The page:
|Field Notes Brand's latest Signature edition is just a smidge larger than|
its standard pocket-size editions. Shown here with a Sweet Tooth.
Last September, Field Notes Brand came out with Dime Novel, a limited-edition release of its pocket-size notebooks with several surprises – a new size, a new binding style and a new paper. You can read about the details in my review at the Well-Appointed Desk, but overall, I found almost everything about it to be a welcome change from the standard format (which I still enjoy using; my favorite is, of course, the red Sweet Tooth).
The slightly larger 4 ¼-by-6 ½-inch size offers just enough more sketching real estate while still keeping the book portable. Like the usual stapled binding, the new Smythe-sewn binding enables page spreads to open completely flat, which is a non-negotiable requirement for any sketchbook I use. I also like that the squared-off spine has a more polished, finished look than a stapled spine. Finally, the paper – Strathmore Premium Wove 70-pound – has a pleasant tooth and can withstand just about any medium I have abused it with so far. Although not without flaws, Dime Novel has come as close to a “real” sketchbook as any of the hundreds of otherwise similar pocket-size notebooks on the market.
Apparently others agreed with me, because the limited edition sold out in record time. Just this month, however, Field Notes Brand released a new regular edition based almost exactly on Dime Novel: Signature. Available indefinitely, the Signature edition comes in a ruled version as well as blank. It contains the same Strathmore Premium Wove 70-pound paper as Dime Novel except in a bright “Ultimate White” color, which I prefer to Dime Novel’s ivory paper (at least for sketching with color; for writing or drawing in monochrome, the creamy color is a easier on the eye).
Other than a redesigned cover and the omission of the (unneeded, for my purposes) overly large page numbers in Dime Novel, Signature looks, feels and acts exactly the same as its limited-edition model – but I had to test the paper anyway (partly as a public service; mostly because I enjoy abusing notebooks and sketchbooks to see their true mettle). Here are the results:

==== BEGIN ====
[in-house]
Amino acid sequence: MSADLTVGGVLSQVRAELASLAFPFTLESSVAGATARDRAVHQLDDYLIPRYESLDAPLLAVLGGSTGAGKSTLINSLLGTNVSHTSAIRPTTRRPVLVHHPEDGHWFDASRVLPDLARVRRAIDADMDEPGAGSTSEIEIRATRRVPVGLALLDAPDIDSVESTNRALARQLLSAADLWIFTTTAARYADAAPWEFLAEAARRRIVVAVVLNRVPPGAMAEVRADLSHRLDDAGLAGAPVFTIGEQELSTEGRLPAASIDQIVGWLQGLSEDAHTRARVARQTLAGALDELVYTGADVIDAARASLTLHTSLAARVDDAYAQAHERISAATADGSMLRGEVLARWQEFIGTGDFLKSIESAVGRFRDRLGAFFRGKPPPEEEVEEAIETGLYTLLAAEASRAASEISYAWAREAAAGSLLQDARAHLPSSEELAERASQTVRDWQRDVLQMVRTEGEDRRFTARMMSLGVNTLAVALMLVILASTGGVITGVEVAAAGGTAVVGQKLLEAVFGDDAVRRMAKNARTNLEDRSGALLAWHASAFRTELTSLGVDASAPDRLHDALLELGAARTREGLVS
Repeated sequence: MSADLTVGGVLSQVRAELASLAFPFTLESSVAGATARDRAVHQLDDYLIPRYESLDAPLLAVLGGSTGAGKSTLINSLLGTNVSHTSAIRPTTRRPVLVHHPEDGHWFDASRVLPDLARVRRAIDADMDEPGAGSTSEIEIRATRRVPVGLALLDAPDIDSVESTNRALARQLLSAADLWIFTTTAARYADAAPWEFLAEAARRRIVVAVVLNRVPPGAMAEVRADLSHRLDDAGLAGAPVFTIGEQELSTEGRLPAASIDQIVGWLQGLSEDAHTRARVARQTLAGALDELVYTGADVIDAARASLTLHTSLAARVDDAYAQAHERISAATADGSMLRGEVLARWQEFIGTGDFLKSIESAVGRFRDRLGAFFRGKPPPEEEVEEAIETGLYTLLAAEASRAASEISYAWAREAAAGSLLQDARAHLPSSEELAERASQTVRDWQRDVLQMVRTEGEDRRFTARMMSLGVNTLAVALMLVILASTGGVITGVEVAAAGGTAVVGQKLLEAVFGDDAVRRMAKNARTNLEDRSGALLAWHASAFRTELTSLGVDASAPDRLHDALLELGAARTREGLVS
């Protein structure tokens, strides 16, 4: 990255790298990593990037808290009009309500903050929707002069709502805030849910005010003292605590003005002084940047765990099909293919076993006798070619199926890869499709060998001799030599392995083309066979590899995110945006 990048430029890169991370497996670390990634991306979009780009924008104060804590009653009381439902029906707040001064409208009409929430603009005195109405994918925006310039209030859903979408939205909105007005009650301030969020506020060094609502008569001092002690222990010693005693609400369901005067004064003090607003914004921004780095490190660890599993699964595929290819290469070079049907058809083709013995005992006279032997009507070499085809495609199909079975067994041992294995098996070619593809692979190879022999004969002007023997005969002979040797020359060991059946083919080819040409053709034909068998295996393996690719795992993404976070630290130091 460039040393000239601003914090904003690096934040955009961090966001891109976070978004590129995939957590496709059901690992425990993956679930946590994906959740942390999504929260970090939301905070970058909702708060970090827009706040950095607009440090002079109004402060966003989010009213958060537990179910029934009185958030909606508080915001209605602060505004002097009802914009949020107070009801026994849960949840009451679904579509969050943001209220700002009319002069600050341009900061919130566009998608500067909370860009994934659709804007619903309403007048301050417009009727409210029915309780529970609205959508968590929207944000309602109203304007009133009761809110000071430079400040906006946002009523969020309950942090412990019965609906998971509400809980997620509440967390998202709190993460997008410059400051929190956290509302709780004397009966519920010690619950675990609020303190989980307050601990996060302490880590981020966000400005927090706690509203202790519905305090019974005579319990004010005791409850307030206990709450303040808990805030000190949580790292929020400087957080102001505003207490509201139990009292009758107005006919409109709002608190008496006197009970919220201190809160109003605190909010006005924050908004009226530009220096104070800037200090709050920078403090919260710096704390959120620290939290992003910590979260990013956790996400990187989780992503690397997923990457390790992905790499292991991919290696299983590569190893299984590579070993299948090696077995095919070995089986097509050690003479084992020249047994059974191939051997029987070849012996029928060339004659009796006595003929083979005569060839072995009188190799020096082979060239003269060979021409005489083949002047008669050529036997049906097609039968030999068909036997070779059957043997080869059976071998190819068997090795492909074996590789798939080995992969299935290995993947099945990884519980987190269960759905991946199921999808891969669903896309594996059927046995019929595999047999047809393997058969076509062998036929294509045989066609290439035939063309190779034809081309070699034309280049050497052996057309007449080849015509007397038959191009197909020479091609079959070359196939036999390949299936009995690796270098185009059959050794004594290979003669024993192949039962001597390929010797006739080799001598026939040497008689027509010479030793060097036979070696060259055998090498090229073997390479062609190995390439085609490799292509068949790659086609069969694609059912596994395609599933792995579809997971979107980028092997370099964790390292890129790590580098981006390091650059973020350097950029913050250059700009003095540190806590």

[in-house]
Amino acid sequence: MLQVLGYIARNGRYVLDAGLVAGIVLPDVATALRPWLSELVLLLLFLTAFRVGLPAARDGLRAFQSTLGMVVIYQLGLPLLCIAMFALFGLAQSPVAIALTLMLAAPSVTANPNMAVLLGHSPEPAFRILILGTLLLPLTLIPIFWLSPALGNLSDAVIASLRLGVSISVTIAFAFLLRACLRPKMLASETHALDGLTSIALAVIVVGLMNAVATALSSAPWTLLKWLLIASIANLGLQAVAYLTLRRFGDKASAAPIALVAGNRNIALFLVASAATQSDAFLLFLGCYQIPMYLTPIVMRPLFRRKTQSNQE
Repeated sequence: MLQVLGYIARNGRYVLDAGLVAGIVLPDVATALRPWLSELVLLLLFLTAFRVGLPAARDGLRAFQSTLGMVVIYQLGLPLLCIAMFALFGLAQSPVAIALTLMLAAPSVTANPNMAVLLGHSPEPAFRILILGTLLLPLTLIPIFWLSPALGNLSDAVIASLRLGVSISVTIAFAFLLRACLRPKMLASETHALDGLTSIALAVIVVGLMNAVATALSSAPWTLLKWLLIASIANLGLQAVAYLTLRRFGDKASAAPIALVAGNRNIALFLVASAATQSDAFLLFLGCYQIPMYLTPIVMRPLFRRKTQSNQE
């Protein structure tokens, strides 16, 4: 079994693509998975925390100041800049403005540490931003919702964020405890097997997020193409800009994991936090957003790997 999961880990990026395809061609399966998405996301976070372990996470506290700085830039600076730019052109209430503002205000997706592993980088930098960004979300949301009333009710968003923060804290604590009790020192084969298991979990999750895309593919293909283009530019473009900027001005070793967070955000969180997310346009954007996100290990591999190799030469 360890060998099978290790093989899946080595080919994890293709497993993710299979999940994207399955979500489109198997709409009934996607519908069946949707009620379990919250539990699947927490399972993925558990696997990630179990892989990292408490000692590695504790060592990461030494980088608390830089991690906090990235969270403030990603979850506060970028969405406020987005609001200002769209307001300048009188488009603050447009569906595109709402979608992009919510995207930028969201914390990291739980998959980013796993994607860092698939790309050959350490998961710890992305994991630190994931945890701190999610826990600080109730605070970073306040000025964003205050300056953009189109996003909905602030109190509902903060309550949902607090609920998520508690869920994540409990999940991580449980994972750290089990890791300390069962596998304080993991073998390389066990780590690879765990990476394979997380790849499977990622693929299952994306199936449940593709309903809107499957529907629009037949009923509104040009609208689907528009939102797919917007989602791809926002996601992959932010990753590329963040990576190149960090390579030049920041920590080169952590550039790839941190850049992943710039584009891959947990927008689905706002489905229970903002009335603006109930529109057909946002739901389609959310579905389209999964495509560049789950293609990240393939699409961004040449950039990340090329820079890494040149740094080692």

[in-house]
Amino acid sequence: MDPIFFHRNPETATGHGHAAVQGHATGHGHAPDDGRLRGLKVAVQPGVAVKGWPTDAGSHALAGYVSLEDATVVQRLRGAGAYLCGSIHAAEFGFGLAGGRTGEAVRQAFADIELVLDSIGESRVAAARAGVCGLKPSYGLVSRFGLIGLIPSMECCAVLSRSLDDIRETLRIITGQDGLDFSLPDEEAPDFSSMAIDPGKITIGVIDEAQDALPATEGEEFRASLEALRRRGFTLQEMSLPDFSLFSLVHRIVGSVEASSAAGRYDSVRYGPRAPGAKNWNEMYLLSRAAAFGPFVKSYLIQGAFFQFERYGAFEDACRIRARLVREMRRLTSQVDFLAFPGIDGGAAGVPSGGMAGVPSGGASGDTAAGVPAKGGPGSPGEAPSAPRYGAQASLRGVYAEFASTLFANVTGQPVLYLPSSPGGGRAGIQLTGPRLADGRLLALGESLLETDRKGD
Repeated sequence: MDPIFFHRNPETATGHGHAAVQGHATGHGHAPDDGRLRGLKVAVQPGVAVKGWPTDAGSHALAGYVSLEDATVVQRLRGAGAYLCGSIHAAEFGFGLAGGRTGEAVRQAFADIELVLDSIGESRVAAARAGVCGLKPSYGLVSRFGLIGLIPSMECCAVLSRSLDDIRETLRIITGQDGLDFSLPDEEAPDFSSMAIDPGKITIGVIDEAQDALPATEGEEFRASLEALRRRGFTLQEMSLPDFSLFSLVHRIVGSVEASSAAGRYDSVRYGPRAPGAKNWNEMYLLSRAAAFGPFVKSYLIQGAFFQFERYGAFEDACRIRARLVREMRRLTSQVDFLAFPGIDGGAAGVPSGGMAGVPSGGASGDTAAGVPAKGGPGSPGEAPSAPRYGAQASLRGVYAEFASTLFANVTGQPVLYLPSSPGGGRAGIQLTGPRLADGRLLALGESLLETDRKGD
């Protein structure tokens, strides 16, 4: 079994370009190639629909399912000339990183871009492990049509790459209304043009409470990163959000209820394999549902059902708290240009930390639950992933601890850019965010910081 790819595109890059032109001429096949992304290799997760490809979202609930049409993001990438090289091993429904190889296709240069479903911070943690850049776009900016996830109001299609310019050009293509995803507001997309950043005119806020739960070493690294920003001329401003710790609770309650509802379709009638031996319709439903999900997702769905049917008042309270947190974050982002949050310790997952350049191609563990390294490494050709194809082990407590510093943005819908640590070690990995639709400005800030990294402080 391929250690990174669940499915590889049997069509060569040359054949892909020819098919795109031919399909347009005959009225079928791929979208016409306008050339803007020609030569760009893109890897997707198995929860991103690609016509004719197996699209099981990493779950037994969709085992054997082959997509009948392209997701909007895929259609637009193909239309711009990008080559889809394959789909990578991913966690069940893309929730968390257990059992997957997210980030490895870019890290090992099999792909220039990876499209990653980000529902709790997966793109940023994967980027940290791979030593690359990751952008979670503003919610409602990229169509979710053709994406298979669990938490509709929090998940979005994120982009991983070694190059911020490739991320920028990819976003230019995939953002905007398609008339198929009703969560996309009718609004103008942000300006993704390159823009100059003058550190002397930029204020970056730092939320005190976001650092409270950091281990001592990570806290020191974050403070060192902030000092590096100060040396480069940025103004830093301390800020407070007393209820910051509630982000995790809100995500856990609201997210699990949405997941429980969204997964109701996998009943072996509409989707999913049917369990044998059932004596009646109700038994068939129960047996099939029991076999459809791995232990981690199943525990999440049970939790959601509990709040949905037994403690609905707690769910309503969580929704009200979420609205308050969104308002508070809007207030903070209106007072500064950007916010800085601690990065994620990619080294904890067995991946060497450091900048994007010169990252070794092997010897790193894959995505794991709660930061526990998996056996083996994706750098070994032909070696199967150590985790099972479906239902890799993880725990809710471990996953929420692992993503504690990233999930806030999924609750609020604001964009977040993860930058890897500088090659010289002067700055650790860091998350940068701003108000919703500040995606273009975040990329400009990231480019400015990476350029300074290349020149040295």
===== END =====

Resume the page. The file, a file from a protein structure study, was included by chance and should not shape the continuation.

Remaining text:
I tested all the media I typically use for sketching, and even some I rarely use for sketching, plus various writing instruments. The very light tooth is pleasant to use with any implement (though I wouldn’t mind a slightly heavier tooth for graphite and colored pencil drawings). The only thing that bled through was (as expected) a Sharpie marker.
|All my favorite brush pens, juicy fountain pens, markers and water-soluble pencils. Water-soluble media were swiped with water.|
As it did when I tested Dime Novel, my Sailor fude nib with waterproof Platinum Carbon Black ink feathered slightly, while my second Sailor fude with water-soluble Sailor Doyou ink did not. However, in my test sketch of the knotty tree below, the mild feathering enhances the quality of the organic line. Wherever I paused slightly or applied more ink, it bled through a bit (see the reverse side below the sketch).
|2/21/18 Sailor fude nib fountain pen with Platinum Carbon Black ink|
|Reverse of the tree sketch shows ghosting|
and a bit of bleed-through where I paused or the ink
was heavily applied.
With wet media, I really went to town on the abuse. On my watercolor, water-soluble colored pencil and Pentel Brushwriter swatches, I spritzed them with water – a technique I would not typically use on anything less than 100-pound paper. As you can see (test pages below), the spraying buckled the paper badly, but watercolor applied normally fared reasonably well.